Bulgur Salad with Sweet Potatoes and Garbanzo Beans

This salad is a great way to boost your fiber intake and gain benefits from one of nature’s superfoods—sweet potatoes. It works as a fabulous vegetarian main dish thanks to its high protein content. It tastes great too.

Bulgur (also spelled bulghur) is a whole grain made from wheat common in Mediterranean cooking. It is often confused with cracked wheat as each is made from cracked wheat berries. Unlike cracked wheat, bulgur is parboiled and dried before being ground. For this reason bulgur cooks relatively quickly, making it an excellent grain for those who find themselves strapped for time.

Nutritionally, bulgur is a powerhouse. Just one cup of cooked grains provides 8 grams of fiber, one third of the recommended minimum daily intake. It’s also high in plant proteins and several vitamins and minerals.

Fiber is one of the main reasons whole plant foods are good for you.

Growing evidence shows that adequate fiber intake benefits your digestion and reduces your risk of chronic disease, including heart disease, digestive disorders, diabetes and cancer. Possibly even dementia, though more studies are needed on this particular disease.

Five hundred to 1,000 different species of bacteria live in the intestines, totaling about 38 trillion cells. These gut microbes form an ecosystem called the microbiome, and they are crucial to good health. The microbiome is a complex area for study and there is a lot of interest in understanding it better. We know that it produces both good and bad bacteria, and the bad bacteria produced from both processed meats and red meats are linked to heart disease, so much so that the role of saturated fat has come into question. You can read more on this here:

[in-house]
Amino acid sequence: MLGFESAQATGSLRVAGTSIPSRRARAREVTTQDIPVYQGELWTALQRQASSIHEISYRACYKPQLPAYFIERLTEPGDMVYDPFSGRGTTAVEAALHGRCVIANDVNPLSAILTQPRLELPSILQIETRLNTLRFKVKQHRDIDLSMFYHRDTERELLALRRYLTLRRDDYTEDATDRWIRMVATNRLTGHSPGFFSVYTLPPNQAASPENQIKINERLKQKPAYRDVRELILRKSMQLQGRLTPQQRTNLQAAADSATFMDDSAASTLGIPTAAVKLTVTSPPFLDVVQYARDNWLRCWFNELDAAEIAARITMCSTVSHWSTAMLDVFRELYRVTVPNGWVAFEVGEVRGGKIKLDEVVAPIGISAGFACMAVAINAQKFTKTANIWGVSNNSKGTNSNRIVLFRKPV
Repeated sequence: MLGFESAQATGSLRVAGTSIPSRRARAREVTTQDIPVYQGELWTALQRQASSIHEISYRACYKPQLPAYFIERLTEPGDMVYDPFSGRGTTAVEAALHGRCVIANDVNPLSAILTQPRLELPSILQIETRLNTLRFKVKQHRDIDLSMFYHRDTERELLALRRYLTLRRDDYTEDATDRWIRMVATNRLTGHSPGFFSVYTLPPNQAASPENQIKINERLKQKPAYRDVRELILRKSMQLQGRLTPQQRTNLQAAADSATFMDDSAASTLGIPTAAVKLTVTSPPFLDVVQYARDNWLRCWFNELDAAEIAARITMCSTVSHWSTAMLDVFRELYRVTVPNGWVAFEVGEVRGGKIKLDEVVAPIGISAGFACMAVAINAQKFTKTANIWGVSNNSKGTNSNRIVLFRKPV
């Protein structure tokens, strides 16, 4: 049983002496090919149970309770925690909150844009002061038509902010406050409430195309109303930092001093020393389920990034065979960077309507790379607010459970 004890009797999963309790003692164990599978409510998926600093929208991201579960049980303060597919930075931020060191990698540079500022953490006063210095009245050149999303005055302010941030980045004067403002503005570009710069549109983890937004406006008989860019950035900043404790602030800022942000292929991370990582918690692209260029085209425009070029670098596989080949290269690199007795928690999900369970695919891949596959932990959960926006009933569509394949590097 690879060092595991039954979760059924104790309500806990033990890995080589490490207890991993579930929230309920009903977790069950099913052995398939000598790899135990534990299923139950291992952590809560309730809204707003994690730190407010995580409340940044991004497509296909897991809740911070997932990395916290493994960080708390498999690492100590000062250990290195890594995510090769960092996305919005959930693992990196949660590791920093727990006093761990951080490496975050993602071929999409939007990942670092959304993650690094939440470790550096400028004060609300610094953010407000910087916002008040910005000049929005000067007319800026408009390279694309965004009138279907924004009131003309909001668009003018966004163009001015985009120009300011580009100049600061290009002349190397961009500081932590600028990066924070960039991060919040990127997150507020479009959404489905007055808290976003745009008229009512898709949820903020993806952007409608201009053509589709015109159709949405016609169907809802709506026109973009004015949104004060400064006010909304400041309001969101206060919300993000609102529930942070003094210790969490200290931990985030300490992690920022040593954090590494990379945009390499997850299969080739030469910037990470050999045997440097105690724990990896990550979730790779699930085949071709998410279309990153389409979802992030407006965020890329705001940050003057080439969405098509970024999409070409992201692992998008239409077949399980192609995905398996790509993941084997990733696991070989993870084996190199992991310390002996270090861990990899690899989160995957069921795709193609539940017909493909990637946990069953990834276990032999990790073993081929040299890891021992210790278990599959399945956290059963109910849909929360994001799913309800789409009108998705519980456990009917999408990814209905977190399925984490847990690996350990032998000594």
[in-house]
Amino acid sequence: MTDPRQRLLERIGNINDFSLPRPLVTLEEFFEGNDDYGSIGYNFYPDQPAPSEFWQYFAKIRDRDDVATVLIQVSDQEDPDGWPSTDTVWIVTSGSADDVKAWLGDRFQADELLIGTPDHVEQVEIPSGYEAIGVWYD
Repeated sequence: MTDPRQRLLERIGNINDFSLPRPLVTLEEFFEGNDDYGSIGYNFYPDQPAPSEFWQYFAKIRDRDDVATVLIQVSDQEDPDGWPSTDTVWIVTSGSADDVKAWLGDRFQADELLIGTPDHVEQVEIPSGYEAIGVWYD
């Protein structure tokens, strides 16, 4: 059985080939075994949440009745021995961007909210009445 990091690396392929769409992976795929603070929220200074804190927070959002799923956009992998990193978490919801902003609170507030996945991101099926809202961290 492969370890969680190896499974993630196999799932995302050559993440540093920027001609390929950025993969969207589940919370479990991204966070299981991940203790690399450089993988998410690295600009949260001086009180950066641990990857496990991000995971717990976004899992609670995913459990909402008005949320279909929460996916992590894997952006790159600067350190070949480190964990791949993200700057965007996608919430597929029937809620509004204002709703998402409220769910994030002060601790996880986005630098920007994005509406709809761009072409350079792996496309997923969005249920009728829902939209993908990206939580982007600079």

The friendly bacteria produce nutrients for the body, including short-chain fatty acids that feed the human cells in the colon, leading to reduced gut inflammation and can relieve suffering from digestive disorders such as Crohn’s disease, ulcerative colitis and IBS.

When the bacteria ferment the fiber, they also produce gases. This is why high fiber diets can cause flatulence and stomach discomfort in some people. Sadly, this is the reason why a lot of North Americans avoid high fiber diets, not understanding that when adding fiber to a typically low fiber diet one needs to begin slowly. Going from 0 to 25g per day will cause discomfort. However, if increasing amounts of fiber are introduced gradually, these side effects can be minimized and will disappear with time as the body adjusts. My own experience demonstrates that this is worth doing. I have a lot more energy since I’ve become aware of the value of fiber and aim to get a minimum of 25 grams of it into my body every day. This recipe is one that helps me to do that, by meeting 70% of my daily needs.

Fiber also protects against spikes in blood sugar that can lead to insulin resistance and Type-II Diabetes because it slows the digestive process, meaning that glucose doesn’t hit the blood stream as quickly as it does when consumed from simple carbs such as fruit juices versus eating an actual piece of whole fruit that contains fiber. There is a huge difference in value between simple carbs like white bread that contain almost no fiber and complex carbs like bulgur that do.

“In addition to its impacts on gut and bowel health, fiber is associated with lower body weight.” – P.K. Newby, ScD, MPH, MS, Food & Nutrition: What Everyone Needs To Know.

People who eat high fiber diets weigh less. This could be due to the filling nature of these foods resulting in suppressed appetite, as well as the fact that calories from insoluble fiber are not absorbed by the body. The same is true for the calories consumed by the microbiome.